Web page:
One of the many benefits business analysis brings to an organisation is the ability for a holistic view to be formed. This is easier said than done, and however holistic a practitioner tries to be, in reality they often see only part of the overall picture.
To complicate things further, there may even be different views on what ‘holism’ means. A useful definition is provided in the BCS book Business Analysis: 4th Edition, which describes the holistic approach as:
“The consideration of all aspects of a business system and their interactions. This encompasses the POPIT elements.”
This definition highlights the importance of considering not only the information and technology interconnections and aspects of a situation, but also the processes, organisational and people aspects. While all of these are important, it is perhaps the people aspect that is all too often overlooked. After all, it is relatively easy to specify a new IT system or a new process… it is another story to convince people to actually use it. And if they do use it, they might not use it in the way that was anticipated…
Diversity of Perspectives
A crucial difference when it comes to people (as opposed to processes or IT) is that they have their own viewpoints or perspectives on situations. What is considered ‘good’ to one person might be considered completely unacceptable by another. Making something more convenient for one set of stakeholders: “great, I can do my banking online now!” – might inadvertently make things much worse for another: “but I live in the country with poor connectivity, and now my local bank branch has shut…” For change to be successful, it’s crucial to minimise these unintended negative outcomes wherever possible.
This starts by ensuring the widest possible range of perspectives are heard, so that business transformation and service design decisions are made in an informed way. Some teams take a very narrow focus, perhaps favouring those that are directly involved in a change project in some way. There might be a desire for a Subject Matter Expert (SME) or Product Manager to represent the entire customer base, but do they really understand the diverse range of potential customers? Do they understand how those likely to be impacted by the changes feel about the situation?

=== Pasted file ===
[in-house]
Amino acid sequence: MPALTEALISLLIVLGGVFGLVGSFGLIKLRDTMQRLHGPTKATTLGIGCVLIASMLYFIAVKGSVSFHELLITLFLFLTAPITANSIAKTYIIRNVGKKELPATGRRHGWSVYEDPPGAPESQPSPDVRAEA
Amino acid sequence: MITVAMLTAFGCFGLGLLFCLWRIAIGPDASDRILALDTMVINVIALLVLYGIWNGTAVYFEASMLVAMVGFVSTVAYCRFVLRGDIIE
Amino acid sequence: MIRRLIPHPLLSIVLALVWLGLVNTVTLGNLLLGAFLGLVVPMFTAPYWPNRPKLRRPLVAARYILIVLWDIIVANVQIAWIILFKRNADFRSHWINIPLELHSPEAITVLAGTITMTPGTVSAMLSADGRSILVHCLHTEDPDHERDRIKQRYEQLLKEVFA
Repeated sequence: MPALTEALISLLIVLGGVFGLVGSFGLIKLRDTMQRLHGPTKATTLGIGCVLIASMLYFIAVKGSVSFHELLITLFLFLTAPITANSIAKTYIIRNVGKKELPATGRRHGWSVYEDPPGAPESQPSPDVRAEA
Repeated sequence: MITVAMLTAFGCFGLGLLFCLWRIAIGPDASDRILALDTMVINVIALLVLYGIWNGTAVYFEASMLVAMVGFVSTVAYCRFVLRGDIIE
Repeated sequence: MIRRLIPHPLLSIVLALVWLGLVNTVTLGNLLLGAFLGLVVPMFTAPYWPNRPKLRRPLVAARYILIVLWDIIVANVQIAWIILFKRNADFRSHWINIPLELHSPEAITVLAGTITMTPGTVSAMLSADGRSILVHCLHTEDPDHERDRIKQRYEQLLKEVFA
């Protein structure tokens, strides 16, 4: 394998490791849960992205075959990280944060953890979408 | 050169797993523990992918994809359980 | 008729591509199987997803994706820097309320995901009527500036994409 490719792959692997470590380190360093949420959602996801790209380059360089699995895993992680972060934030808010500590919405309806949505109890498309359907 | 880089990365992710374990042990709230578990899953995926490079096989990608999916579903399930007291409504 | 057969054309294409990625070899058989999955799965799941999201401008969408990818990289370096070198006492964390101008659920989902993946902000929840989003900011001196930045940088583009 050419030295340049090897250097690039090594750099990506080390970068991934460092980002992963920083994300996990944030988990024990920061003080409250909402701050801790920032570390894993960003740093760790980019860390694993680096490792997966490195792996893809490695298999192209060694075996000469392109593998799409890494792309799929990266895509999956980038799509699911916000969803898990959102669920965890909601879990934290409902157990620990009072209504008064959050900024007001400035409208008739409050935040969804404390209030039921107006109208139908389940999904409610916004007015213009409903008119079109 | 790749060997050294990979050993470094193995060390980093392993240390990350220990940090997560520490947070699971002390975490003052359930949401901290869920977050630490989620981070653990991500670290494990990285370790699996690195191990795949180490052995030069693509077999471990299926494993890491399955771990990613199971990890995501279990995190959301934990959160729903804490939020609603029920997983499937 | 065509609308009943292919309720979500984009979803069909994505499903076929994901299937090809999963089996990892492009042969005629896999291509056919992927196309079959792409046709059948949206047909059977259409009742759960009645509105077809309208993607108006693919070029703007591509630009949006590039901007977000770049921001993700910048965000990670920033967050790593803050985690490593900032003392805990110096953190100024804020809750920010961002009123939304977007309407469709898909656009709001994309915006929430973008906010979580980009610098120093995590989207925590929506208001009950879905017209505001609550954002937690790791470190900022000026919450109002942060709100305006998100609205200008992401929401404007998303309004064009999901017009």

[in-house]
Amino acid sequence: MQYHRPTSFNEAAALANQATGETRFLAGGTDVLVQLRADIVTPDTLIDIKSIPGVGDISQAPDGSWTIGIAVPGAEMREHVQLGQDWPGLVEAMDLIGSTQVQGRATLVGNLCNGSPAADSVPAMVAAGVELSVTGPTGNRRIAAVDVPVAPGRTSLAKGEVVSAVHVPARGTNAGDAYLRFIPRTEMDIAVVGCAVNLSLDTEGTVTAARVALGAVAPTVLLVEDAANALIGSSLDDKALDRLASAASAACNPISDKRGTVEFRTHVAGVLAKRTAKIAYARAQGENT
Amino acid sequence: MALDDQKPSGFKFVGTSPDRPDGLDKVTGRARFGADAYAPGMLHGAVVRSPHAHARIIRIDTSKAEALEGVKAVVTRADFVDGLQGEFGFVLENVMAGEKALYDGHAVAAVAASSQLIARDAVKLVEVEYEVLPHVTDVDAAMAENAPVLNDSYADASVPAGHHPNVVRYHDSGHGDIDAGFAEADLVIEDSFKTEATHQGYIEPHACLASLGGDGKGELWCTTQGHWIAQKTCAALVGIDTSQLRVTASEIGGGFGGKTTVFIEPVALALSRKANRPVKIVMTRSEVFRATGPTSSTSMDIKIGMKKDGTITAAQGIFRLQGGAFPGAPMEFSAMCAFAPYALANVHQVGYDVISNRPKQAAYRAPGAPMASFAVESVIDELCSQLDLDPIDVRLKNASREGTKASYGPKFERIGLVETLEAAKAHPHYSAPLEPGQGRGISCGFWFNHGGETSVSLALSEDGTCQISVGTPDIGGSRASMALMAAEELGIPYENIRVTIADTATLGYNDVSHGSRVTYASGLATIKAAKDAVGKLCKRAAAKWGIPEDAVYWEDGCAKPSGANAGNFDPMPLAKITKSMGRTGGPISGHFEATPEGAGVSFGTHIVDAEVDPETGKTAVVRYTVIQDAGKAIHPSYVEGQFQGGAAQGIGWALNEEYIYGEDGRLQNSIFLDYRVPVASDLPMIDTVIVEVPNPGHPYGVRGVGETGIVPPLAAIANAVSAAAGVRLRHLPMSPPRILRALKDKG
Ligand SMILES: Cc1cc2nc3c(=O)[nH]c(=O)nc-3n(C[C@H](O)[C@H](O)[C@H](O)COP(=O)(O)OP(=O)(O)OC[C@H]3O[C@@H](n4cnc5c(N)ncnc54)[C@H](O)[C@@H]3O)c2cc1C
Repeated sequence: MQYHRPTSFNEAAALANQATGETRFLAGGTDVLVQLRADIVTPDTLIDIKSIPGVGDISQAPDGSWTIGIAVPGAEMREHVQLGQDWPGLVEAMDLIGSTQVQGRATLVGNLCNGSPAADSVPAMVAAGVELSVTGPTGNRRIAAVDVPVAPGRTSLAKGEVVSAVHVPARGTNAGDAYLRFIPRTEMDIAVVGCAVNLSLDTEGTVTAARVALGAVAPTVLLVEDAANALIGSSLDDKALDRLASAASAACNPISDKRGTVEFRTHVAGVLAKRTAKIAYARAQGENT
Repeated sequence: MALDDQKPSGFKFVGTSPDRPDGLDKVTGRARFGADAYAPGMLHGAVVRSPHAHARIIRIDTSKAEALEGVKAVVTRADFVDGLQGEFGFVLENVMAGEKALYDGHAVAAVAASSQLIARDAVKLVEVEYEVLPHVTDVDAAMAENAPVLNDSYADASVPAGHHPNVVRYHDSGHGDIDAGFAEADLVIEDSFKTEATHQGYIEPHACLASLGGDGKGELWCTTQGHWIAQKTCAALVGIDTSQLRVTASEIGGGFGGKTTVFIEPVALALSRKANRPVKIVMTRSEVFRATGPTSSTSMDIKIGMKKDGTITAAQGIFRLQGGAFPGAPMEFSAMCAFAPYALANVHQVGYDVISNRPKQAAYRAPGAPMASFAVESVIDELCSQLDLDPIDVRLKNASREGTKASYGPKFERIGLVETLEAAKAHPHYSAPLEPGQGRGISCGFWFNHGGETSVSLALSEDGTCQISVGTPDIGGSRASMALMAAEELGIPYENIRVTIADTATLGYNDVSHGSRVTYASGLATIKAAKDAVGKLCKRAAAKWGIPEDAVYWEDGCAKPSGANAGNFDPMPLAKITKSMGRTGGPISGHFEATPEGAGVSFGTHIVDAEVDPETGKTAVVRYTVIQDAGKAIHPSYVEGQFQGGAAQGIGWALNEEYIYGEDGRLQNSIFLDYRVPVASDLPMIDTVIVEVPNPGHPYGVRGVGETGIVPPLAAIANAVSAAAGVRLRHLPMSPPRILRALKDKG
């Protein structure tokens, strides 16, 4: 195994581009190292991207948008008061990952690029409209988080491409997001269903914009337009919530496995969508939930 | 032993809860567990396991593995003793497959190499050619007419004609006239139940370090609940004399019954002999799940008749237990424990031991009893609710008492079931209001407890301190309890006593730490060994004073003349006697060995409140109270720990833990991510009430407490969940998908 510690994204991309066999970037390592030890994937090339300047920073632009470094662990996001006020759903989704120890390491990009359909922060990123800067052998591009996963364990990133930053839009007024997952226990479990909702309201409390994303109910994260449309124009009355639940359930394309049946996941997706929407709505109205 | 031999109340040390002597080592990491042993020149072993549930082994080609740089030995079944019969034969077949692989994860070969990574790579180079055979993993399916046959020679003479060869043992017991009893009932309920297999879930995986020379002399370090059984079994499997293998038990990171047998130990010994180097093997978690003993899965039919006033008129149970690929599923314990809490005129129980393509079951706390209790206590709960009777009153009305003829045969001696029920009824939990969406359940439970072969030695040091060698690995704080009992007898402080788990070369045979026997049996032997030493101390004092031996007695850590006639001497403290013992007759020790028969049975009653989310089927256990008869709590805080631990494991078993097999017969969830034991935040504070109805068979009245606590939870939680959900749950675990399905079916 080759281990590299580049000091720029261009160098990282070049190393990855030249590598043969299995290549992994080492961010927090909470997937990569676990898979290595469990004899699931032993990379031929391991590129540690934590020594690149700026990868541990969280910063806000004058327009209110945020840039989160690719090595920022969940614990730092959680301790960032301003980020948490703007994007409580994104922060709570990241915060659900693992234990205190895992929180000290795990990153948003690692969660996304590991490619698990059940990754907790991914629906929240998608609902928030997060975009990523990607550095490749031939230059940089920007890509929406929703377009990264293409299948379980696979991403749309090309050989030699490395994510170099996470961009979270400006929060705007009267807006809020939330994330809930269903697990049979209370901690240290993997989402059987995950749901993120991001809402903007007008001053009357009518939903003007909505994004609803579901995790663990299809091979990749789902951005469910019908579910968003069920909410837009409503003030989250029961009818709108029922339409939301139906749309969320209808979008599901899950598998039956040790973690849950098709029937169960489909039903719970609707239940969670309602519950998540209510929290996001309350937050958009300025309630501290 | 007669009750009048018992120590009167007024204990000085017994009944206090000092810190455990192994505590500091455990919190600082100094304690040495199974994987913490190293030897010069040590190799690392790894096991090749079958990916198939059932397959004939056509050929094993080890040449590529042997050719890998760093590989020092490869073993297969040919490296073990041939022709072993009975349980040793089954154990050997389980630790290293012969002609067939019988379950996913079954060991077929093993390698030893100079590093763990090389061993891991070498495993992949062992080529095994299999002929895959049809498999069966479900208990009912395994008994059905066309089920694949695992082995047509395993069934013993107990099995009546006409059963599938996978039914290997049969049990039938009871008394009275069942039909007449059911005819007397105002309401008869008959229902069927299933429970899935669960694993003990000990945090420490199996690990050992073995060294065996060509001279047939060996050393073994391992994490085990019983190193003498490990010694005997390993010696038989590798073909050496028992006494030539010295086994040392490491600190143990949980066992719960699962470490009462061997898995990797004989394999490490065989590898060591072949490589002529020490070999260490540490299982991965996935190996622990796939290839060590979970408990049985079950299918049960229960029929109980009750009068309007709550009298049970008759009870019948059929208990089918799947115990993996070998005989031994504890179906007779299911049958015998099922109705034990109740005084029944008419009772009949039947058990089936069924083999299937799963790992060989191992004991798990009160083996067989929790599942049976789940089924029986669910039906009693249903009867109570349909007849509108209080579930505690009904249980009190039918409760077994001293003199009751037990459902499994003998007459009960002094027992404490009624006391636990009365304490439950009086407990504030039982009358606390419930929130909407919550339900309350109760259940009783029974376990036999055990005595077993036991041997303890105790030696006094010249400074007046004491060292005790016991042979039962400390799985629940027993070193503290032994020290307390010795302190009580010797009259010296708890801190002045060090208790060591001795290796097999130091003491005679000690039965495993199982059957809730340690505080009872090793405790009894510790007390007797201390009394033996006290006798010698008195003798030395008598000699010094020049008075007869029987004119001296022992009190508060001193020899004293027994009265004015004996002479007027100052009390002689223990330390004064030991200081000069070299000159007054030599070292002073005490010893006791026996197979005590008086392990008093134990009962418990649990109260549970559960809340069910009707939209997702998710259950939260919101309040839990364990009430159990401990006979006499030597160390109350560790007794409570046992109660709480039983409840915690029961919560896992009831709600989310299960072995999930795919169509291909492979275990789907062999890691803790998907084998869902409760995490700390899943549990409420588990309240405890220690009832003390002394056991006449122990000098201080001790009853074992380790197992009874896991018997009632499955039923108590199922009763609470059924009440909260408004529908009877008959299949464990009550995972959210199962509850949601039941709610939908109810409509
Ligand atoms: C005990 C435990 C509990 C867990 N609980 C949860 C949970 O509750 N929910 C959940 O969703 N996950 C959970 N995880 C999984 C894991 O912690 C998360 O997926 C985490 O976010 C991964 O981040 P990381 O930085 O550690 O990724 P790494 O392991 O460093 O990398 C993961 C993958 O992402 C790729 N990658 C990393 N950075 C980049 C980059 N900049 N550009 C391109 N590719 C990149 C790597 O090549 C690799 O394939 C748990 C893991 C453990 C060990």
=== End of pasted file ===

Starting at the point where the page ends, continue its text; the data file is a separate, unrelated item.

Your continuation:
The answer might be ‘yes’, as they might have carried out extensive research. Yet, too often, teams rely on personal knowledge and lived experiences. This can lead to processes and systems that work very well for people who are similar to those who specified and designed them… yet they might work badly (or not at all) for people who are unlike them and have different needs. However, with care, this can be avoided.
Watch Out for Homogeneity in Teams
An early warning sign is when teams become narrower and more homogeneous. While no team can fully encompass all perspectives about a situation, a diverse team is more likely to include people who can question the norm and bring in others with alternative views as needed. If the team is too narrow, then it’s likely that there will be collective blind spots. Such a team might accelerate forward at pace, only to deliver (with great confidence) something that doesn’t work well.
Encouraging diversity across as many aspects as possible within a team will yield benefits. For a temporary team (such as a project team), this might involve looking beyond the ‘usual suspects’, deliberately engaging a wider or different set of stakeholders.
Alongside this, it is valuable to promote ‘constructive dissent’. In some situations, people don’t raise concerns as they fear doing so will break the unity of the team. Yet empowering team members to disagree constructively, and actively encouraging ideas to be critiqued by those with different perspectives, typically leads to debates that can help correct the course of a project.
The Techniques are There
There are many relevant and helpful techniques within the BA toolkit. Stakeholder identification and analysis, using specific techniques such as the Stakeholder Wheel and CATWOE can be used to scour the stakeholder landscape and zoom in on individual stakeholder (or group) perspectives.
The key is to use the techniques consciously, and actively seek diversity. Doing so should assuredly lead to better outcomes.